You see, Mary is our Mother, whether we want her to be or not. God, our Father has made it so through His son's words. He knew our need for a motherly presence in the spiritual realm. So, with His dying breath, 'Jesus saw His mother and the disciple there whom He loved, He said to his mother, ‘Ìâ‰âÂÌâèÏWoman, behold, your son.' Then He said to the disciple, ‘Ìâ‰âÂÌâèÏBehold, your mother'' (John 19:26-27).
Every year since I've been a Catholic (five years and counting!), I've really loved coming up with different challenges for Lent. One year I gave up eating any meat, last year I read the bible for 30 minutes straight each day no matter what, you get the picture . . . Over the years I've come to realize that it's not just how much we give up or what extra stuff we do, but it’s about the quality of your sacrifice and what you decide to do.
How about giving up some of your time and using it for prayer? In fact, let me make the ultimate suggestion . . .
We have a God who deals in the impossible. This is huge, life-changing, and has everything to do with Christmas. I think we’re so used to the story of “Christmas” that we can easily forget to spend time just letting ourselves be amazed by the story.
Today is the feast day of Our Lady of Guadalupe! Check out the story behind the famous apparition.
According to Catholic tradition, Our Lady gave the scapular to St. Simon Stock, the Father General of the Carmelite order, in the thirteenth century. Mary appeared to St. Simon in a vision, held out a scapular and said to him, ' . . . he who dies in this will not suffer eternal fire.'
Does this mean if you wear the scapular you get into heaven no matter what your actions? Of course not!
The scapular is not a “get out of hell free” card or a magical charm. It is an exterior sign of an interior fidelity to Christ and trust in his Mother's love and intercession for her children.
But you know as well as I do that it usually doesn't last long. It usually doesn't take more than a week back at home, experiencing everyday life, for us to feel just like our regular, uninspired selves. What's the deal?
This month of May … dedicated to the Blessed Virgin Mary – offers us a unique opportunity to deepen our contemplative prayer life.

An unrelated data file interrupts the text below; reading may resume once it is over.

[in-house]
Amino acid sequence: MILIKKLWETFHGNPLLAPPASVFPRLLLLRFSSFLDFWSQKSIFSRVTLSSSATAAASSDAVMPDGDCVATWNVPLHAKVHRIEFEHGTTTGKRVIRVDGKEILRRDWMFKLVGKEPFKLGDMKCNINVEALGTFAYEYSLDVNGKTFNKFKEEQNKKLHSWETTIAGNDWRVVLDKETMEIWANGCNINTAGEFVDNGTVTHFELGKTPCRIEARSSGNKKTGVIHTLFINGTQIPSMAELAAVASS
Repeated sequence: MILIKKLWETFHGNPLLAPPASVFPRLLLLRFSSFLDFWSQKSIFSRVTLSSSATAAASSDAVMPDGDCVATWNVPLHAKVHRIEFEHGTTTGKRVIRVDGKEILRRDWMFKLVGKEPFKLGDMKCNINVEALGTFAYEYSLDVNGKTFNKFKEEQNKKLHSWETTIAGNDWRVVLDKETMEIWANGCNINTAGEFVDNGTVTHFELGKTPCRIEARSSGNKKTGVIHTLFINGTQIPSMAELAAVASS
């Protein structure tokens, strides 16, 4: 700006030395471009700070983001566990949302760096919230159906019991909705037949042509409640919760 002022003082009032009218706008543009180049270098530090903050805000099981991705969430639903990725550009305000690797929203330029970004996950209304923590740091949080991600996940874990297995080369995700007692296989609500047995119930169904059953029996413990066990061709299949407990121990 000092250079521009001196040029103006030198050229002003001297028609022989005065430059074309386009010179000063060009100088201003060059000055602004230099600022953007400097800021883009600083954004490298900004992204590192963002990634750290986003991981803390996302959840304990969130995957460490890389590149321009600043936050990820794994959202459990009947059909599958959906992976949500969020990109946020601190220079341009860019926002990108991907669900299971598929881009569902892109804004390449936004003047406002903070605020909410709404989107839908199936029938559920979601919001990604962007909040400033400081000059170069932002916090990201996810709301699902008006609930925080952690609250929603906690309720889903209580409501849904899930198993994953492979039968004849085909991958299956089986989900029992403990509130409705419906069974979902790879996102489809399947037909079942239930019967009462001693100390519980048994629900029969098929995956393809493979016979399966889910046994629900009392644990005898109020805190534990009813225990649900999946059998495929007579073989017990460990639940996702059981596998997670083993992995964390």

Just as Mary pondered all the early events surrounding Jesus in her heart (Luke 2:19), we are invited to contemplate what the Holy Spirit chose to inspire and share with us regarding Mary – not only as Christ’s mother – but as our own (John 19:27). Below is part of a reflection I wrote some time ago that I recently rediscovered. Perhaps it will bless your own contemplative prayer life . . .
How did she do it? How did she manage to remain focused on God while she had the most unique and challenging role in all of human history? And how could I possibly be anything like her, when I get stressed out by the everyday pressures of my comfortable life? Her Immaculate life was so unlike my own awkward existence that I had no idea where to even begin if I was going to try to imitate her.
I'm a girl and I love weddings.
Growing up, I never had a devotion to Mary. I mean, I liked the idea of her . . . but I didn't have a relationship with her. The Virgin Mother was a porcelain statue, a gold-etched picture on a Christmas card. She wasn't real to me. My only connection to her, at best, was a panicked 'Hail Mary' before a pop-quiz.
What I've learned is that Mary is way more than a boring stained glass window. She lived an exciting life and did amazing things. And outside of Jesus, she is one of the greatest gifts we've been given as Catholics. Although I didn't have a relationship with Mary growing up, I have fallen in love with my mother since then, and let me tell you: OUR MAMA ROCKS!
Our friends at RosaryArmy.com have some great instructions for how to make your own rope rosary. Do something meaningful (and super Catholic) with some of your free time and get together with your friends or youth group to make a bunch of rosaries for yourselves, or to give away. You could even make small rosaries that are just one decade and wear it on your wrist as a witness and reminder to pray
Do you ever catch yourself doing or saying something exactly like one of your parents? If it hasn’t happened to you yet, trust me, one day it will and you’ll freak out. I am definitely turning into my mother. This summer, we were at Mass together during a big thunder storm. At one point a bolt of lightening that lit up the entire church. We turned to each other, then broke into a verse of Queen’s Bohemian Rhapsody – “Thunderbolts and lightening, very, very frightening…” at the exact same time.